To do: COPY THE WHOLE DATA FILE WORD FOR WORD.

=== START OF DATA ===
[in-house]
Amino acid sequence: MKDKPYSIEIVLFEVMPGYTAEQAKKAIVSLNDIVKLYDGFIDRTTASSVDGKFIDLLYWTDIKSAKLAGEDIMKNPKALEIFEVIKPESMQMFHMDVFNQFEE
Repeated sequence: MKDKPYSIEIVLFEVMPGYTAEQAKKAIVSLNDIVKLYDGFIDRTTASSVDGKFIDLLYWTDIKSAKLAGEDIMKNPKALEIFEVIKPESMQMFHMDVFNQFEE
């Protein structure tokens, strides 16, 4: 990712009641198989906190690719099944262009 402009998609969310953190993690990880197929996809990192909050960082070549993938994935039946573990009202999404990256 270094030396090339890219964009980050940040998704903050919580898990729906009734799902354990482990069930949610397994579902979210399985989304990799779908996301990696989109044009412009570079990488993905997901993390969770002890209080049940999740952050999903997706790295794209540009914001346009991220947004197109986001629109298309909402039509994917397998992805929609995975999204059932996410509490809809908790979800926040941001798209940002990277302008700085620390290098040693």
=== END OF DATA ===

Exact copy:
[in-house]
Amino acid sequence: MKDKPYSIEIVLFEVMPGYTAEQAKKAIVSLNDIVKLYDGFIDRTTASSVDGKFIDLLYWTDIKSAKLAGEDIMKNPKALEIFEVIKPESMQMFHMDVFNQFEE
Repeated sequence: MKDKPYSIEIVLFEVMPGYTAEQAKKAIVSLNDIVKLYDGFIDRTTASSVDGKFIDLLYWTDIKSAKLAGEDIMKNPKALEIFEVIKPESMQMFHMDVFNQFEE
């Protein structure tokens, strides 16, 4: 990712009641198989906190690719099944262009 402009998609969310953190993690990880197929996809990192909050960082070549993938994935039946573990009202999404990256 270094030396090339890219964009980050940040998704903050919580898990729906009734799902354990482990069930949610397994579902979210399985989304990799779908996301990696989109044009412009570079990488993905997901993390969770002890209080049940999740952050999903997706790295794209540009914001346009991220947004197109986001629109298309909402039509994917397998992805929609995975999204059932996410509490809809908790979800926040941001798209940002990277302008700085620390290098040693």